2017-04-14 00:34:33 UTC
Los Angeles-based collective Salt Petal is invigorating audiences and critics alike with a tropical surf-dance sound in a category all its own. A cross-border combination of Argentinian folk, Brazilian tropicalia, cumbia and up tempo surf rock blurs ethnic and musical boundaries, bringing to mind Blondie, Os Mutantes, Gal Costa, and 60′s rock and roll. The band’s sound is one of the freshest to come out of Los Angeles, showcasing deep South American rhythms with vibrant indie pop harmonies and textures.
Founding members, Autumn Harrison and Rodrigo Gonzalez started the band after a trip to Buenos Aires, where their late night singalong sessions turned into the beginning of their first record. After performing in small cafes and receiving positive responses from musician friends, they began to play bigger stages and soon became one of the most sought after festival bands in Los Angeles.
Salt Petal has played high profile venues and festivals such as SXSW, Los Angeles Times’ Festival of Books, Echo Park Rising, Chinatown Summer Nights and Make Music Pasadena, performing alongside well-known artists including Lila Downs, Grimes, Robert DeLong, We Are Scientists, La Santa Cecilia, Chicano Batman, members of Blondie, Jane’s Addiction and more. Not only have their videos been featured on MTV Tr3s and the band written up in Billboard, but they recently won an international songwriting competition voted on by representatives of the BBC. The musical collective has also performed a special in-studio for Seattle’s acclaimed NPR station KEXP, broadcasted internationally.
Salt Petal’s latest release, Rare Hearts was recorded at the famed London Bridge Studios in Seattle with producer Eric Lilavois (Saint Motel, Atlas Genius) and mixed and mastered by Raymond Richards (Local Natives, Avid Dancer). The album aims to be a constant reminder for humanity to have faith and love in ourselves, in order to continue to get through difficult moments. The central theme is “exploring the fight everyday against yourself to be able to see what you have around you” reveals Harrison.
Their sound is heavily influenced by the adventuresome explorations of South America's music revolutions in the 60s and 70s, such as Tropicalia, Gonzalez confides,"Tropicalia had such a great philosophy of taking things on, consuming and devouring what was available and experimenting with it in a boundary-less way, in the search of a new identity." Salt Petal aspires to do the same, with their new release Rare Hearts. They write from loving a variety of sounds found in California, with rhythms and sounds from across the Americas considered on equal footing with rock, soul, and blues. The musical collective describes their sound as subconscious and a natural extension of who they are and hope that Rare Hearts will inspire people to be passionate, courageous and of course to dance!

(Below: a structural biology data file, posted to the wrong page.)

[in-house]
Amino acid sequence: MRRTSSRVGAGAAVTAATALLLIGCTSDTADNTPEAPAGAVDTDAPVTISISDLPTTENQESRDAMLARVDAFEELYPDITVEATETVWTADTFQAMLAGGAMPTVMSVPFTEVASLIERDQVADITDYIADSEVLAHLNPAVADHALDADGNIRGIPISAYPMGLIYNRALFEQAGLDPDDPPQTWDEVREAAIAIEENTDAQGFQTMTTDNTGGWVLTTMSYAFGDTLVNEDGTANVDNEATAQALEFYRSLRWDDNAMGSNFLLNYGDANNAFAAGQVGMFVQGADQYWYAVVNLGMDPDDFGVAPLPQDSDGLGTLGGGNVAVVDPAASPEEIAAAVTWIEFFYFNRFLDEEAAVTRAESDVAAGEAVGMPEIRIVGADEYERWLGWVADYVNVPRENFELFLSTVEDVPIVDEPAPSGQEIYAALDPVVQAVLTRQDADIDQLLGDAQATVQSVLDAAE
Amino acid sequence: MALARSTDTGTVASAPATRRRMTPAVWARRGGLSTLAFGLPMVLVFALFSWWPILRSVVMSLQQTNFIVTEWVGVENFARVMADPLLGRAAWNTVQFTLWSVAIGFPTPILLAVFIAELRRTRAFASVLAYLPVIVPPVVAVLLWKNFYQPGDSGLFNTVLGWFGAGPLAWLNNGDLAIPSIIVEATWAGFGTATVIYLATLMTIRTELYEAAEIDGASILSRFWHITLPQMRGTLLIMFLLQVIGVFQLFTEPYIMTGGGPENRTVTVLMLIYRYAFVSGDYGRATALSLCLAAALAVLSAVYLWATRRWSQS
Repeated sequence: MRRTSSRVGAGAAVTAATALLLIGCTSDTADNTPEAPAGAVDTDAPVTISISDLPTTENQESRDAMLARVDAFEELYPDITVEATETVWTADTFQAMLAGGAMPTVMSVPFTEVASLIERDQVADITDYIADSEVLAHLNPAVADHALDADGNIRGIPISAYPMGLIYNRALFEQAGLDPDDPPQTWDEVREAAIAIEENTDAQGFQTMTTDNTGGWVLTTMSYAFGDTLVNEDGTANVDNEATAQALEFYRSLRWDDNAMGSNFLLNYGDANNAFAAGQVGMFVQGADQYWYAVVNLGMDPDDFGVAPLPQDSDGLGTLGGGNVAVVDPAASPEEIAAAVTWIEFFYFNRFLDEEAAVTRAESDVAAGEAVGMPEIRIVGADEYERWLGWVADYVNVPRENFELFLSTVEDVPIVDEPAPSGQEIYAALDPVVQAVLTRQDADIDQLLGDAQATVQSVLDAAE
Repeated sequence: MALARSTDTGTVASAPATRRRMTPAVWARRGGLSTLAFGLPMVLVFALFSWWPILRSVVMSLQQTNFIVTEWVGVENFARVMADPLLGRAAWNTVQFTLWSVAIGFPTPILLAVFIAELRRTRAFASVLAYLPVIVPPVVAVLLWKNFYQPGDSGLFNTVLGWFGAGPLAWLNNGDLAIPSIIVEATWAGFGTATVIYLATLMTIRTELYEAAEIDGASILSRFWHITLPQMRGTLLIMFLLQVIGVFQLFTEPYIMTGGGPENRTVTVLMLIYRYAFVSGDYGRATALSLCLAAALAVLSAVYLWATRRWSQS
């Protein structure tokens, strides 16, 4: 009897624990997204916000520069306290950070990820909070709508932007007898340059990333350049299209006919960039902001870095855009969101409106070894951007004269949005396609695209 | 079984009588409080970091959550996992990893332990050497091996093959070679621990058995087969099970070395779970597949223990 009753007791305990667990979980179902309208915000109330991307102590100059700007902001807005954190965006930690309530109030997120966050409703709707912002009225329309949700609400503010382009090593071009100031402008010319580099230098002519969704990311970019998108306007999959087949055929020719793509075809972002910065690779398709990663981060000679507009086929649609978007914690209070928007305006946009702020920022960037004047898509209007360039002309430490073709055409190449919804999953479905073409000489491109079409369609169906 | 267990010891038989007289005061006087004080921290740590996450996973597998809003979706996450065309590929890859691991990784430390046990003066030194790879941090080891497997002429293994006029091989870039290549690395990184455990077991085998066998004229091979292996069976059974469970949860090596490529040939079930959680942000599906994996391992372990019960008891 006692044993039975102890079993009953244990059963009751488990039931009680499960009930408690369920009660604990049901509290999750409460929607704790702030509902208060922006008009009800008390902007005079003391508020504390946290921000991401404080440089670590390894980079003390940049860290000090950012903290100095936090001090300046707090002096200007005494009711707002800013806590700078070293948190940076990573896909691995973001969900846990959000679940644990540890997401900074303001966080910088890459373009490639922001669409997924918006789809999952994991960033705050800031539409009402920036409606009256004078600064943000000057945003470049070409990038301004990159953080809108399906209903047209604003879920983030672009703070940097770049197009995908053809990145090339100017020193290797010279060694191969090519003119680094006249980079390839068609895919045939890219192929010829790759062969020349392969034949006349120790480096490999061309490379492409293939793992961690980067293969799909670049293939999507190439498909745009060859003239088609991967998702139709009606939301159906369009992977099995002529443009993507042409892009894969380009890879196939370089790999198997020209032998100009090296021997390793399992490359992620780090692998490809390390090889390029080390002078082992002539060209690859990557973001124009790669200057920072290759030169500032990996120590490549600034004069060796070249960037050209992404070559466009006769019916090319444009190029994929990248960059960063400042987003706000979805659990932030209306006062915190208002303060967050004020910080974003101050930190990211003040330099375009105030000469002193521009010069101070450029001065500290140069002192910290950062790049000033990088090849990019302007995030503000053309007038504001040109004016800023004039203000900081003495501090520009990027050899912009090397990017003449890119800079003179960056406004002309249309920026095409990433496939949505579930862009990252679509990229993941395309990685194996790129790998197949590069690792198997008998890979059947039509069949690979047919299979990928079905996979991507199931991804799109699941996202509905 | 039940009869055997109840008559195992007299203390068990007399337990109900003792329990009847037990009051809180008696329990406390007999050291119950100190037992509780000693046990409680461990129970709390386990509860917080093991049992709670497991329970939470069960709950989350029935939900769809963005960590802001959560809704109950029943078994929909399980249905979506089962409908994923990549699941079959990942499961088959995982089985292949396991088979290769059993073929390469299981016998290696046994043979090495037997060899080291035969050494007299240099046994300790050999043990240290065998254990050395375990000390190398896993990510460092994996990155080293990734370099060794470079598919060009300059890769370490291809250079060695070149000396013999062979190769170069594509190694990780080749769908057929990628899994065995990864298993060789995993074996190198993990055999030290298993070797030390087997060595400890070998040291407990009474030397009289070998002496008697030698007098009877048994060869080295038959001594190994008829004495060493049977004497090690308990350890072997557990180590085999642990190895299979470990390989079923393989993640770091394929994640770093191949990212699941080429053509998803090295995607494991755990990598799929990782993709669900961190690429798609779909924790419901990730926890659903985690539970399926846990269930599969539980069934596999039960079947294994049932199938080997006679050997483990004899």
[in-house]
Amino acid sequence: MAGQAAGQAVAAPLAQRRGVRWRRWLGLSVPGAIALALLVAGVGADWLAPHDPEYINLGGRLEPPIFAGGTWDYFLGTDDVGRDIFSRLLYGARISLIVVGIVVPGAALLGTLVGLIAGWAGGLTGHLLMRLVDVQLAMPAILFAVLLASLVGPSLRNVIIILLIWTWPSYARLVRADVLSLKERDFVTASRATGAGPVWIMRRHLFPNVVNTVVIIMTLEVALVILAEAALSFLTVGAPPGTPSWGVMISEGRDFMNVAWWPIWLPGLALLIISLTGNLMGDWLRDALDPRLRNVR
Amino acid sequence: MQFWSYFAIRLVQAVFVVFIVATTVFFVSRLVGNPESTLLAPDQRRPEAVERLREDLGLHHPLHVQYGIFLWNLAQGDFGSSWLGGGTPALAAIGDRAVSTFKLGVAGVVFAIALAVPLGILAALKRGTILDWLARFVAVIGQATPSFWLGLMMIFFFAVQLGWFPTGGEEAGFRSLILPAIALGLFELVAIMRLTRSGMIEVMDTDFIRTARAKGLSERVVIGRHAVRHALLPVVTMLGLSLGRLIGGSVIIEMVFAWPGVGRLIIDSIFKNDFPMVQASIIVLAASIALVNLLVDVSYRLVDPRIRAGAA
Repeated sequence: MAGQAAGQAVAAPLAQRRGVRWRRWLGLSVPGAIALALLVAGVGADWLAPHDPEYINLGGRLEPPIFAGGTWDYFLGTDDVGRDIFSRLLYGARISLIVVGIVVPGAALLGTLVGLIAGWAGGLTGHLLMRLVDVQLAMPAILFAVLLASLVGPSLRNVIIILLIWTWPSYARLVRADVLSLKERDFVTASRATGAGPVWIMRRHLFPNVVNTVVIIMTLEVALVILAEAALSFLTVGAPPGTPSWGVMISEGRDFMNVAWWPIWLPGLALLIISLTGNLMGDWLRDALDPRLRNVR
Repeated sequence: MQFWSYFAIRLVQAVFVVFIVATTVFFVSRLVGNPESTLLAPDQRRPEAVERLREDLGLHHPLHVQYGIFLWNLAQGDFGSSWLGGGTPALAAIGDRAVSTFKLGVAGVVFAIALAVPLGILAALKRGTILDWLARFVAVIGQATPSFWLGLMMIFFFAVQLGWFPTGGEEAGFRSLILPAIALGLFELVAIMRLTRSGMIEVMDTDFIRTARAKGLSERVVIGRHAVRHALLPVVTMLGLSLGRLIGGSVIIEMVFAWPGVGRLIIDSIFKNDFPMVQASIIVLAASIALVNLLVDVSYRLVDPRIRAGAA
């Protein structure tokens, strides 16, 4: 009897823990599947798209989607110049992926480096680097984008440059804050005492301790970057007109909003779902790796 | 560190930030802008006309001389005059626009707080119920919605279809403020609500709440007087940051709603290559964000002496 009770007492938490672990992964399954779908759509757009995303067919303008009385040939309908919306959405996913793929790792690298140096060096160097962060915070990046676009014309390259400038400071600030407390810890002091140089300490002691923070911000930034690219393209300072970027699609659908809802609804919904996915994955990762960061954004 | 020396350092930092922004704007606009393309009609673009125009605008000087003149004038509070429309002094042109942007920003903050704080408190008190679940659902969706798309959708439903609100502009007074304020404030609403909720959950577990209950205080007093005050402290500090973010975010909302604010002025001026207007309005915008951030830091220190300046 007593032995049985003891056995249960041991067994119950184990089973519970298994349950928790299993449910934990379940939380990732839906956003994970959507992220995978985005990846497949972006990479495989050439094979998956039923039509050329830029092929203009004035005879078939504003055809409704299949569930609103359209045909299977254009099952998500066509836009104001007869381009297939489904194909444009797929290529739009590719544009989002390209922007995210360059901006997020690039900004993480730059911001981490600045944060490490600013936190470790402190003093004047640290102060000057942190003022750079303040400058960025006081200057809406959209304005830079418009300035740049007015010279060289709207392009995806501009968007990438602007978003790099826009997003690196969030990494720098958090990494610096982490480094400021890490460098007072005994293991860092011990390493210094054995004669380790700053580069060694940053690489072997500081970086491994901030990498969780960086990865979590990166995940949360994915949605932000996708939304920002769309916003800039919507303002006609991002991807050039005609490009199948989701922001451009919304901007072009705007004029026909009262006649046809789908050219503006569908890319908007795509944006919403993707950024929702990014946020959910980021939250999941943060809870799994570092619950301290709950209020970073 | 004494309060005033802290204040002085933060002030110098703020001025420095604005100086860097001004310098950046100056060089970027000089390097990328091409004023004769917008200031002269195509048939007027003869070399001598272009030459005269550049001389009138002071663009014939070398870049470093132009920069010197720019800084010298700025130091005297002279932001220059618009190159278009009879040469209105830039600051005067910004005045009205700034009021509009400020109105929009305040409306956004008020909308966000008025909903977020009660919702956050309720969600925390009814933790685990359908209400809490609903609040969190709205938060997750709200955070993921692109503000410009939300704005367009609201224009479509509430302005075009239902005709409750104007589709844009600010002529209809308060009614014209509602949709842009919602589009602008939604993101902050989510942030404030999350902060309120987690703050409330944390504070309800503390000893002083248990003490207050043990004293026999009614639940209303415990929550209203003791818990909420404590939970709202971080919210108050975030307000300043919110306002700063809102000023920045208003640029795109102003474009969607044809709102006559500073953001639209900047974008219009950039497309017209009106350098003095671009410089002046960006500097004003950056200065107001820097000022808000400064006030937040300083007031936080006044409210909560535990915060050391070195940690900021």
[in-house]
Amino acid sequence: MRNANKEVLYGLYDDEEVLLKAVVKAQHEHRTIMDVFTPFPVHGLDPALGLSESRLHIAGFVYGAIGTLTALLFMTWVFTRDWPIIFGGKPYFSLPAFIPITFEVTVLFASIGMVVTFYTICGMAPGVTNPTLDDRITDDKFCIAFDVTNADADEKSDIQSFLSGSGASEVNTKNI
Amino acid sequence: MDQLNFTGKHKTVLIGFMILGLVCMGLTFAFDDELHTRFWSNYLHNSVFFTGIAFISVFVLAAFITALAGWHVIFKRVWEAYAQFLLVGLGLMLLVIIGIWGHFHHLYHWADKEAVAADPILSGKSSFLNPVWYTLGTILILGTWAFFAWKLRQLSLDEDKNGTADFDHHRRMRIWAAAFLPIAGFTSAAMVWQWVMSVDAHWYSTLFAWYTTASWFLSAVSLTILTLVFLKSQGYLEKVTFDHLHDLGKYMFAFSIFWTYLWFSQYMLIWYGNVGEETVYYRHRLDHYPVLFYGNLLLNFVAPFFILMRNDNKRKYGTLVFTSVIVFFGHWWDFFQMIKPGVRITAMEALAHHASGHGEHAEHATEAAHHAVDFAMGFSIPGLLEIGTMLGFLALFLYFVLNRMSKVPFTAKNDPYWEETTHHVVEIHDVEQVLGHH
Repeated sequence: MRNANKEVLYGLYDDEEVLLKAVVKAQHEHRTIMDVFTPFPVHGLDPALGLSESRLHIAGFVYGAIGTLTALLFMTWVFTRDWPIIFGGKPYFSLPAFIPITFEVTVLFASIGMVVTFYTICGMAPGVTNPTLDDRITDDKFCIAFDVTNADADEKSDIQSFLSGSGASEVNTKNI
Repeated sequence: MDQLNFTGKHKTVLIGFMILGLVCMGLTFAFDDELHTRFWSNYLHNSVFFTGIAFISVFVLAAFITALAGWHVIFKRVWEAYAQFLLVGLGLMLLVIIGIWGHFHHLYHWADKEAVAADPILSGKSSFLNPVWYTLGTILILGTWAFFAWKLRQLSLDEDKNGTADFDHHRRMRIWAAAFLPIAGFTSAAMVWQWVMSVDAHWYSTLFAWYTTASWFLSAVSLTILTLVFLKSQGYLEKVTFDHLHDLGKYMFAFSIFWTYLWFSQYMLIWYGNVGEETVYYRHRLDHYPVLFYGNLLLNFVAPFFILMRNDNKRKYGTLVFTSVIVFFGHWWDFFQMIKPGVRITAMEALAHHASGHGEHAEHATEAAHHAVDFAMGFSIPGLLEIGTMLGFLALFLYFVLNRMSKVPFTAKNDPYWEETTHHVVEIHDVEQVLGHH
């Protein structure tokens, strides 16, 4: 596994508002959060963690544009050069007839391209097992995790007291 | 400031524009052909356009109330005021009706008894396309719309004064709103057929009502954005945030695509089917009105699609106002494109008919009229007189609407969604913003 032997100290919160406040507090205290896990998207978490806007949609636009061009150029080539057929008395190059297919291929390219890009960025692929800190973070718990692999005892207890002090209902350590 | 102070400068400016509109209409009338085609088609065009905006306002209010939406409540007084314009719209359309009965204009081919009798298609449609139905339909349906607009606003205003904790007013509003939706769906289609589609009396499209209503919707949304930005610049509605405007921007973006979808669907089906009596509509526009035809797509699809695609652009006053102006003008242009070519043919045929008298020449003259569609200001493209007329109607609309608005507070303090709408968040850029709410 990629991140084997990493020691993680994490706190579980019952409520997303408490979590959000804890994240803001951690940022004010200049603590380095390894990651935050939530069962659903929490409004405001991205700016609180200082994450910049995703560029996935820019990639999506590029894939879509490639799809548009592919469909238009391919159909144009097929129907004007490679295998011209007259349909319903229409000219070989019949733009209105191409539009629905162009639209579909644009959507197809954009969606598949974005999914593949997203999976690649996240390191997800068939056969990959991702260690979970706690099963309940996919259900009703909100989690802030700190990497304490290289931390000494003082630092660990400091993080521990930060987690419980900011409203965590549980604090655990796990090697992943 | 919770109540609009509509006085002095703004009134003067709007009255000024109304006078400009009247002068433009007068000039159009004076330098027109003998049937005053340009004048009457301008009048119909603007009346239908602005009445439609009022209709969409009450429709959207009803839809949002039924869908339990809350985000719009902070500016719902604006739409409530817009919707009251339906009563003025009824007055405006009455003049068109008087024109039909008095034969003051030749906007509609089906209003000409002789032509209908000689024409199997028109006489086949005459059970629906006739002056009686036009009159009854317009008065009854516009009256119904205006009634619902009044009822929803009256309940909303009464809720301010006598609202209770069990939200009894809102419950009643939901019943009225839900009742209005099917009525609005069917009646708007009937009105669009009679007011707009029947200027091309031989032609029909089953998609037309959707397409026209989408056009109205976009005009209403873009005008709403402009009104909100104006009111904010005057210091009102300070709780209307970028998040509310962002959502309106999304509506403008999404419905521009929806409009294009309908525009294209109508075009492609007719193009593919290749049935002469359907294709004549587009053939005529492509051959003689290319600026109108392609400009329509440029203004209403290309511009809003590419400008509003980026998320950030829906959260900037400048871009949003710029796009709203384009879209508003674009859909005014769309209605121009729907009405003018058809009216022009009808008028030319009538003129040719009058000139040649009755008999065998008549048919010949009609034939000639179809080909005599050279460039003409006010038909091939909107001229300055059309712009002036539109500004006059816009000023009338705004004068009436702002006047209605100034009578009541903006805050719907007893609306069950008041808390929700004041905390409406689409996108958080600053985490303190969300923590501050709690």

Leading single ‘Telephone’ is a mixing pot of surf rock and 60’s psych, a dance anthem for the millennium. While the single ‘Disco Rats’, successfully showcases Salt Petal’s diverse musical sound. Rare Hearts features heavy trombone, funky bass lines and surfrock guitar riffs, paired with Harrison’s vocals creating a colorful and vibrant musical journey.
Argentinian, folk, Brazilian, tropicalia, cumbia, up, tempo, rock, ethnic
These Are Truly The Last Days is a musical project with a driven experimental twist. Their music blurs the lines between various genres, including ambient, electronica, glitch hop, and more. The project’s self-titled studio effort features 11 studio tracks.
Crafting a concept album is an incredibly difficult task. Tying together a cohesive narrative across a record’s worth of songs isn’t just daunting, it’s an endeavour that even some of the industry’s finest have failed to do memorably. This task, however, becomes notably more difficult when you’re dealing in the abstract via instrumental soundscapes. That is what Chronotope Project, the moniker of composer Jeffrey Ericson Allen, attempts to do with his latest project, ‘Ovum.’